In February, news broke that a Facebook group, calling itself “Marines United”, was outed for being a place where servicemen were sharing photos of female service members, either in the nude or in compromising positions, without the women’s consent and, very likely, without their prior knowledge. If this wasn’t bad enough, these posts often contained identifying information about the women, including name, ranks and where they were stationed. Even after this group was disbanded, other Facebook groups and websites continued to share these photos, which ultimately reached a number in excess of 150,000.
This scandal became so white-hot that, by April, The Naval Criminal Investigative Service (NCIS) announced that it had identified 15 service members they believed to have committed felonies related to their participation in this scandal. They also identified another 29 service members would be facing disciplinary actions.
In the nearly 3 months since this announcement, the number facing punishment has only grown. To date, NCIS has identified 22 civilians and 67 service members (active duty and reserved) were recommended to receive some sort of discpline. So, this has resulted in two administrative separations, seven non-judicial punishments, and 22 adverse administrative actions. However, the most severe punishment seen has been the first court martial of a Marine related to this scandal:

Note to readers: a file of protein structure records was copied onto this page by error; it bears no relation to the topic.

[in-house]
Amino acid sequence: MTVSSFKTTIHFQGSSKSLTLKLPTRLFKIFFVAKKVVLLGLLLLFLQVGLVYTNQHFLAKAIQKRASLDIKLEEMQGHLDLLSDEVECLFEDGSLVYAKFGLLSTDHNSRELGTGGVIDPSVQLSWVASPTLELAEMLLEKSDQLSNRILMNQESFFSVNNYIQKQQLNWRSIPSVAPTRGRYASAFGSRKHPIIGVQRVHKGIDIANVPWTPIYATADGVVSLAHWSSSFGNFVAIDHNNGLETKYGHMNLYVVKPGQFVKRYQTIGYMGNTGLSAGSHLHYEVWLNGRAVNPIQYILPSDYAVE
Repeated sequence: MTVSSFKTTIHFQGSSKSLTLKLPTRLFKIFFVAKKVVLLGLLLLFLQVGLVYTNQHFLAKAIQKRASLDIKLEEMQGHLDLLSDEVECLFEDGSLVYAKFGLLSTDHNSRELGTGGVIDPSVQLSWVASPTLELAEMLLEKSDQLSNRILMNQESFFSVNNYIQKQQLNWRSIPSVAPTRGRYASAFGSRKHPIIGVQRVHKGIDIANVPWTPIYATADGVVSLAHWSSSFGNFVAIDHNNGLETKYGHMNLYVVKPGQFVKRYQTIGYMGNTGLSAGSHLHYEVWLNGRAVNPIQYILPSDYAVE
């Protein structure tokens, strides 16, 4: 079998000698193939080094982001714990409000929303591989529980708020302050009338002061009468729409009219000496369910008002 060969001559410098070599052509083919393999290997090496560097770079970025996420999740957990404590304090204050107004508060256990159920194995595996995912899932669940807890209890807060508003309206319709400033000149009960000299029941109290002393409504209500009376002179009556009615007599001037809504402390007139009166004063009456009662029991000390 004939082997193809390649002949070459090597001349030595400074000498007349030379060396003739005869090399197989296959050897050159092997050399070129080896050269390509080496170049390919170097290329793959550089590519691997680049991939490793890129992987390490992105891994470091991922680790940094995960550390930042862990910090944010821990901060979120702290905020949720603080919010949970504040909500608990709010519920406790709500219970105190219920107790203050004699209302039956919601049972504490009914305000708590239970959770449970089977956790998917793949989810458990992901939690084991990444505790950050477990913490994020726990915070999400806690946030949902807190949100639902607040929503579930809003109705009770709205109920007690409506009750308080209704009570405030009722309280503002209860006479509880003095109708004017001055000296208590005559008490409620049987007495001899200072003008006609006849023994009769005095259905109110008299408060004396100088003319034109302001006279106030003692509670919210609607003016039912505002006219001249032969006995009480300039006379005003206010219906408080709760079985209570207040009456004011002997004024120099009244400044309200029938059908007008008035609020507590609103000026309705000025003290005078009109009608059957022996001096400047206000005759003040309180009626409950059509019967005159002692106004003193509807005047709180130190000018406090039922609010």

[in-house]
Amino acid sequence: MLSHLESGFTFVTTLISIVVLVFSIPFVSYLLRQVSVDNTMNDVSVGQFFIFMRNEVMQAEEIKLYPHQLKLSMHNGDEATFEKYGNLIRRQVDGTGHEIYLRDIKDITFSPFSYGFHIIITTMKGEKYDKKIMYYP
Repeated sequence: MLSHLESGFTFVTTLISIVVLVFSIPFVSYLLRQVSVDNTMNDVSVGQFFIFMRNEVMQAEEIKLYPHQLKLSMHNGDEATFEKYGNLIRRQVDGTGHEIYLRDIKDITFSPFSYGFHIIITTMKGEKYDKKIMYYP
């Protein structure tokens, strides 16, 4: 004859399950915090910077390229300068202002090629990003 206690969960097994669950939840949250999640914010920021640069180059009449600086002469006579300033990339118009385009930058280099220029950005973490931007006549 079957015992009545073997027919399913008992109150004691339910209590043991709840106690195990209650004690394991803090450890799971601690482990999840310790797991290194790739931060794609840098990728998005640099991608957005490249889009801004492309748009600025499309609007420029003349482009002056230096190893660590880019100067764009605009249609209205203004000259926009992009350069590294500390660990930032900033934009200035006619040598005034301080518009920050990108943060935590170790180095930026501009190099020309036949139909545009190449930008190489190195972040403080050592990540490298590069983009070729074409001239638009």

On June 29, a Marine plead guilty at a summary-court martial related to the nonconsensual sharing of explicit photos on the Marines United Facebook group. The Marine was sentenced to 10 days confinement, reduction of rank by three grades, and a forfeiture of two-thirds of one month’s pay. Additionally, the process to administratively separate the Marine is underway.
“Administrative separation” from the Marines is similar to the civilian process of firing someone from a job, albeit with a more strenuous process. At this point, there have been no criminal charges. So, we’ll keep an eye on this to see how it unfolds.